NEW: David Denyer checks out the new Ballfinger M-063 reel-to-reel tape player at the Hamburg Hi-Fi Show 2017
As reel-to-reel tape continues to capture the attention of audiophiles and music lovers around the world, a number of companies have mooted the idea of re-instating production of tape players to meet the needs of this re-emerging market.
To date, however, no new machine has actually materialised and so those of us who crave the sweet sound of tape are still skulking around the internet in search of vintage models in various states of disrepair, and then doing deals with specialist engineers to get our old relics restored to something of their former glory. But all that could be about to change – fortunately, since there are only so many salvage-able vintage machines left to go around!
In early February, I (David Denyer, UK-based hi-fi PR and self-confessed reel-to-reel devotee) got wind that a brand new tape machine was about to be previewed at a hi-fi show in Hamburg, Germany (Norddeutsche HiFi-Tage: Hörtest 2017). So I did what any reasonably obsessive audiophile would do: hopped on a plane and went to investigate. (My thanks, by the way, to Dave Cawley of Timestep for the heads-up. Dave also happens to be the specialist engineer who sourced and restored my first Technics tape machine, for which I will be forever grateful).
The machine in question is the Ballfinger M-063, highlighted in an earlier Mono & Stereo news story.
I’ll admit it, I was impressed from the outset (for ‘impressed’ read ‘drooling’!). This is big machine (more ‘A820 / A80’ than ‘A807’) and it’s stunningly beautiful.
First impressions: the Ballfinger M-063 head-on
Devilishly good on detail
On further inspection, I noted that its beauty is much more than skin-deep. The design and engineering are absolutely top-flight. Everything looks seamless - the buttons fit perfectly into the precisely-machined front panel cutouts, and even the back panel is the very opposite of an eyesore. To be honest, I’m struggling to think of another audio product that looks quite this good from ALL angles.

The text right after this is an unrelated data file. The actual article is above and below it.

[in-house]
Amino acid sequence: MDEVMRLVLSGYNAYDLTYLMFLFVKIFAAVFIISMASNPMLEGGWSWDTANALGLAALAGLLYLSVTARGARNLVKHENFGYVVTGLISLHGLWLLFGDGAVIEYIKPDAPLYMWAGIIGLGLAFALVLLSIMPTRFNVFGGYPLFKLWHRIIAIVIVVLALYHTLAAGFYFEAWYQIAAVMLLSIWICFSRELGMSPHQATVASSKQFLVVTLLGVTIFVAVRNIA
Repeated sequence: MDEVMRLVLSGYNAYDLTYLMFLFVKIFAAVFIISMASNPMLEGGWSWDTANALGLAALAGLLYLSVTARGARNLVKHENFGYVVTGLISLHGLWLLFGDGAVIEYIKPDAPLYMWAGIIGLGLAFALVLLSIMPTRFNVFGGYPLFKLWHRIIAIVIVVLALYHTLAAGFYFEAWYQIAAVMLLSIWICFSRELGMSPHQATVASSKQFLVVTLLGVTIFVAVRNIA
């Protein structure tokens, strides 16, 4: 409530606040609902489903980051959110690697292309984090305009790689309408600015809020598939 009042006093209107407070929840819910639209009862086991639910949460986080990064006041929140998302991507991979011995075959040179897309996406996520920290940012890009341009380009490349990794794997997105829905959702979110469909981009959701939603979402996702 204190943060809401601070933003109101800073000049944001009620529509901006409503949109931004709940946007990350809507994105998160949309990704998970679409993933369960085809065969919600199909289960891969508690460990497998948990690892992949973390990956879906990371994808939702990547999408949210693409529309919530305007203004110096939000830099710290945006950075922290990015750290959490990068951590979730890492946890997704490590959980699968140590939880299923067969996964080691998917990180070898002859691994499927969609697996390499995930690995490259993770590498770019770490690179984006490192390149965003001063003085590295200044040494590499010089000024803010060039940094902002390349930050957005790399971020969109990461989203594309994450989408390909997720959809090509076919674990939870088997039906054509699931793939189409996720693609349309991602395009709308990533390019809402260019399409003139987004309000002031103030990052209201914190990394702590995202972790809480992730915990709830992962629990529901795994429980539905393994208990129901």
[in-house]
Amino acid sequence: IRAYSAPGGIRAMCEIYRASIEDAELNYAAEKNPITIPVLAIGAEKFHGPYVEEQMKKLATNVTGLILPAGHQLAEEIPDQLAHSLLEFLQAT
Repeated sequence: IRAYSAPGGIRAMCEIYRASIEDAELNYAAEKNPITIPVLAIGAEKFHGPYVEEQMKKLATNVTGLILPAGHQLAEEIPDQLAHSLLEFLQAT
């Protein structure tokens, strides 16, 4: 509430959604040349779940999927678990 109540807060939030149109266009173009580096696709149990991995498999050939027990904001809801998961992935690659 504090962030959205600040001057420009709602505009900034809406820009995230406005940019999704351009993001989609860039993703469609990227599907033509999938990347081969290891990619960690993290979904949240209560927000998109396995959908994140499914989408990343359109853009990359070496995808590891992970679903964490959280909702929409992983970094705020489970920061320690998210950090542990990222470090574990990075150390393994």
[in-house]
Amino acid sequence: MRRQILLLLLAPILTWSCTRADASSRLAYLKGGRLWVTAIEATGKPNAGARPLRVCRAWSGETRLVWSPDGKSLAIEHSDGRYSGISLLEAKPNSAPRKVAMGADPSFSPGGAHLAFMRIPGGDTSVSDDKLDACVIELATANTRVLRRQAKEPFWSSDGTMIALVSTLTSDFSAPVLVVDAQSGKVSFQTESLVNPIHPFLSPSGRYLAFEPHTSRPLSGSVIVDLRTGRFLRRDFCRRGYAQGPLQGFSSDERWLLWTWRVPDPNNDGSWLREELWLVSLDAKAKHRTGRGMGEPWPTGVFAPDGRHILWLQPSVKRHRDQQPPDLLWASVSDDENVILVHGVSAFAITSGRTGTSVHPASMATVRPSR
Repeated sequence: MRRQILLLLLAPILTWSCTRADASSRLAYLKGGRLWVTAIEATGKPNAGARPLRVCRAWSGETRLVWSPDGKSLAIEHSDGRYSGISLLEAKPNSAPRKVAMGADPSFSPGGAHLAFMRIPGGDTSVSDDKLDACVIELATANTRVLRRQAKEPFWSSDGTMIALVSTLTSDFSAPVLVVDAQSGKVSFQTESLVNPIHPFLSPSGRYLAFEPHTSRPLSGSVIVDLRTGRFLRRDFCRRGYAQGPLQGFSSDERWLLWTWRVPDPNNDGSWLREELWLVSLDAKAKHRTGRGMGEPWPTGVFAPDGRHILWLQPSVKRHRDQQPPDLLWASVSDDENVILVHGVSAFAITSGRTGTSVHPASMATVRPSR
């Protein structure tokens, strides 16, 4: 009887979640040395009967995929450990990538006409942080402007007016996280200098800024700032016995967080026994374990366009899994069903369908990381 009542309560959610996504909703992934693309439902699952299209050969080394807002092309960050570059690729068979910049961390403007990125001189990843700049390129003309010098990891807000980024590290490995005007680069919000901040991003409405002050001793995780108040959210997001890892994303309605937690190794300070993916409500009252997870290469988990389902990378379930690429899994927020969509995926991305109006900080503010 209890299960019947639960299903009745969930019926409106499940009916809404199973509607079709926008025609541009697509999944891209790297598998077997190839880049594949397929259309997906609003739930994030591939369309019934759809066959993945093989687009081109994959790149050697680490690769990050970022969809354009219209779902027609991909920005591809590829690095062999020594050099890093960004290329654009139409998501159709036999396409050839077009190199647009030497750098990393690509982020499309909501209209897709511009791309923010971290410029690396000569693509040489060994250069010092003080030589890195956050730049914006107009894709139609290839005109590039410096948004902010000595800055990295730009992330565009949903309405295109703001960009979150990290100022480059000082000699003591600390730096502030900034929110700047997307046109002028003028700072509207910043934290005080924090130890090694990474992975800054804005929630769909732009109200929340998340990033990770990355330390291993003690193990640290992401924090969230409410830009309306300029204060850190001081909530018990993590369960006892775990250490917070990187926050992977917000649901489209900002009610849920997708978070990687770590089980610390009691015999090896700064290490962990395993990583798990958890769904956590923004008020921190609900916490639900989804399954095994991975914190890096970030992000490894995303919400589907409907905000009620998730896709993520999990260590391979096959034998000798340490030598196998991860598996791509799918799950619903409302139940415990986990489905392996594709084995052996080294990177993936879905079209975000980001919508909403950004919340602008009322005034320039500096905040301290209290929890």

Fit and finish are superb
The Ballfinger M-063 looks just as good from behind!
The man behind the machine
By this time I was itching to meet the man behind the machine and to find out more.
The man in question is Dusseldorf-based Roland Schneider, an industrial designer. His Ballfinger company was first launched in 2005 with the Ballfinger angle-poise lamp. In 2010, Schneider created a range of wrist-watches combining Swiss movements and excellent quality design, again under the Ballfinger brand. Then in around 2013 he began to work on a range of hi-fi products: the PS2 turntable, an amplifier (with integral phono stage) and the M-063 tape machine. He’s been painstakingly perfecting them since then and now they’re all about to come to market.
Ballfinger’s Roland Schneider with the M-063
I always enjoy watching a perfectionist at work and so observed, with barely-concealed delight, as Schneider showed a customer around the M-063’s controls - cueing either with a large shuttle wheel at the centre of the lower fascia or alternatively by hand, simply by revolving the left hand reel. Everything did what it should - tape tensioners moved as you’d expect, everything performed so smoothly and silently. Quite something to behold!
What, when, how much?